How to sniff IR codes with an ESP32 microcontroller without writing a single line of code

I’ve been developing software for the ESP32 and ESP32S3 “professionally” for about one year now. I still like the Raspberry Pi Pico better, but the ESP32 line of microcontrollers is cool too. And if you need wireless and don’t really care too much about power consumption, the ESP32 (or -S3 or what have you) is a nice thing to have around.

The examples in IDF (the name of the ESP32 SDK) are really great, and you can do a bunch of stuff just by taking an example and changing a couple lines.

I’m a huge fan of the Raspberry Pi Pico’s PIO, and the ESP32 has something that is slightly similar, as-in “programmable IO”. It’s called “RMT”, and in examples/peripherals/rmt, we have a few examples that make use of this bit of silicon. The examples/peripherals/rmt/ir_nec_transceiver example is the one we look at in this article.

Basically, all you have to do is flash this to your dev board and connect an IR receiver module’s output pin to GPIO19 (and its VCC and GND to VCC and GND. Be sure to hook it up to 3.3V, not 5V.) If you want to do what this example is supposed to do (output the same signal back through an infrared LED on GPIO18), feel free. But if you just want to sniff codes, leave the infrared LED disconnected and look at the UART output.

Note that the output of the IR receiver is expected to be inverted compared to the actually sent signal. I think most IR receivers invert the signal, so you’ll most likely be fine.

Build steps

If your dev board isn’t a standard ESP32, but e.g. an ESP32S3, you first have to do: set-target esp32s3

Then you do: flash monitor

This will build the example, flash it to the dev board, and start a monitor.

Then you’ll see a bunch of output like this:

NEC frame start---
---NEC frame end: Unknown NEC frame

But if you press a key on a remote control, you may see something like this:

NEC frame start---
---NEC frame end: Address=FF00, Command=CE31

And there you have the address and the command! Note that by default, extended NEC codes are allowed. (However, the remote control I used here generates a non-extended NEC code, where the second byte in the address (and command) is the first byte but inverted. I.e., 0xFF == ^0x00, 0xCE == ^0x31.)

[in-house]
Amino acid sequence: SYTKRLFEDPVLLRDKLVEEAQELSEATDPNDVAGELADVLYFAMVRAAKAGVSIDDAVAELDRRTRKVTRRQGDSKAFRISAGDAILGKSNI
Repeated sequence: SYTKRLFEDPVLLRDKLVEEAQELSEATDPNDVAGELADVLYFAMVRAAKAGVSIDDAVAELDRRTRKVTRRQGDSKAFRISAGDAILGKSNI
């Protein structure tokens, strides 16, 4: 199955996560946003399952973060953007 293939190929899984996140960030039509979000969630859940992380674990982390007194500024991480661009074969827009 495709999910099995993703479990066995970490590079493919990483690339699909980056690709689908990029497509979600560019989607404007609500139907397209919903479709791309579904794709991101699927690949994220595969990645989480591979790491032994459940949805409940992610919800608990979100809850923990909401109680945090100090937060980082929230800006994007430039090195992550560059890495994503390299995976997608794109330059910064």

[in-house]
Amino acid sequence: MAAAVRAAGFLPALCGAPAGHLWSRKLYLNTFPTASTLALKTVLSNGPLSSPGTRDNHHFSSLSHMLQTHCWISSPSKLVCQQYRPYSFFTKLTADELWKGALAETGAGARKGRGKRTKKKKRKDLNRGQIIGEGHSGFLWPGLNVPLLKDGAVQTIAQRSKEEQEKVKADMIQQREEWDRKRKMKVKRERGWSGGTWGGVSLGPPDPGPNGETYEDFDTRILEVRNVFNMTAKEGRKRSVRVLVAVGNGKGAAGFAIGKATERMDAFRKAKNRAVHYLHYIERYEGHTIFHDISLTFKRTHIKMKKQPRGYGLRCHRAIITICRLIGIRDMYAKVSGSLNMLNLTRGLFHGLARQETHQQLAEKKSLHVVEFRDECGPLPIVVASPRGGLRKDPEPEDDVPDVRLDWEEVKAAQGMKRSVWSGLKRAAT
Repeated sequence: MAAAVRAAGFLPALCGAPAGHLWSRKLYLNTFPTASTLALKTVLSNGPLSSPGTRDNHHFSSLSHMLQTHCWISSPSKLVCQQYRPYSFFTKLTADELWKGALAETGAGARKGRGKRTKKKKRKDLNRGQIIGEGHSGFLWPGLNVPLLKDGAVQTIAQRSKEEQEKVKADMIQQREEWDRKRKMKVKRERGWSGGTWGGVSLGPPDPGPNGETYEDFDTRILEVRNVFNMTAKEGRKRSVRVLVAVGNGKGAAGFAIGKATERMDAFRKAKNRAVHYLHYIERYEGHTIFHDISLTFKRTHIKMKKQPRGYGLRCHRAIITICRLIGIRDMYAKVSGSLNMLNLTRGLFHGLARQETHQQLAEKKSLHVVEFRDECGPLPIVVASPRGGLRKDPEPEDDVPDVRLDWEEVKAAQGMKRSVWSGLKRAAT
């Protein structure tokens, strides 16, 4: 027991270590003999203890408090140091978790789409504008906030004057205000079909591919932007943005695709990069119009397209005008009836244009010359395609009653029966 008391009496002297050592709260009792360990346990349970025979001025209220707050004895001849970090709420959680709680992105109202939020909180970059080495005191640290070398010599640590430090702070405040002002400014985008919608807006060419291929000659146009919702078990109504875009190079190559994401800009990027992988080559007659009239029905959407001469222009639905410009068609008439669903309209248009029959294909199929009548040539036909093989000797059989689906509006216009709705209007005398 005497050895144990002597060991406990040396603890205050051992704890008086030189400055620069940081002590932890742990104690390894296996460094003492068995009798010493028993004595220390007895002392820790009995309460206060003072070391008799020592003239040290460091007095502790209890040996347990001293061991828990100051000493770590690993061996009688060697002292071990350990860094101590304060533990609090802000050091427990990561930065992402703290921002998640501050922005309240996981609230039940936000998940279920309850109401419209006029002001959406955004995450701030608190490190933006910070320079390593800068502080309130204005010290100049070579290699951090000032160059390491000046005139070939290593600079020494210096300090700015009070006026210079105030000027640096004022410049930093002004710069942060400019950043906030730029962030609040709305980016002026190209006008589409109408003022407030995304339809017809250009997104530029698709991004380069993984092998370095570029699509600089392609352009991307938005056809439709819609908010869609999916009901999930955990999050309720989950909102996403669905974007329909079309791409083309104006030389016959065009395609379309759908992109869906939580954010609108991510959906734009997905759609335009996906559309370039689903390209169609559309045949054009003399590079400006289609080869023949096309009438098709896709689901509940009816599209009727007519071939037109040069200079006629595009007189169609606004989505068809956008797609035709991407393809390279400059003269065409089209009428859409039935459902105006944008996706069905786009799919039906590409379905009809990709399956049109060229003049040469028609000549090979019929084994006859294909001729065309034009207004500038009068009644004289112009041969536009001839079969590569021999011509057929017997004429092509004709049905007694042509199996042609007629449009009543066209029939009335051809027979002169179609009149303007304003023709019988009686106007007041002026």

And that’s all! If you output this using an IR LED (make sure you use a resistor), you will be able to control the device in question using your microcontroller. Note that you will probably have to move the LED rather close to the device you’re trying to control (depending on your resistor value). Note that you shouldn’t really exceed 30 mA per GPIO. I understand that most IR LEDs are good up to 100 mA, but the ESP32’s GPIO pins aren’t. You’ll need to amplify the signal if you want to go higher than 30 mA.

Sniffing IR (NEC) codes on the Raspberry Pi Pico

The Pico has a very similar demo, pico-examples/pio/ir_nec/ir_loopback/ir_loopback.c. If all you want to do is sniffing, it may work a little nicer if you comment out the sending stuff (everything from “// create a 32-bit frame and add it to the transmit FIFO” to “sleep_ms(100);”), as well as the sleep_ms(900) at the bottom. (Otherwise you’ll have to wait a little bit until your IR code shows up.) Also, it won’t do extended NEC codes. You’d have to modify nec_receive.c a little bit.

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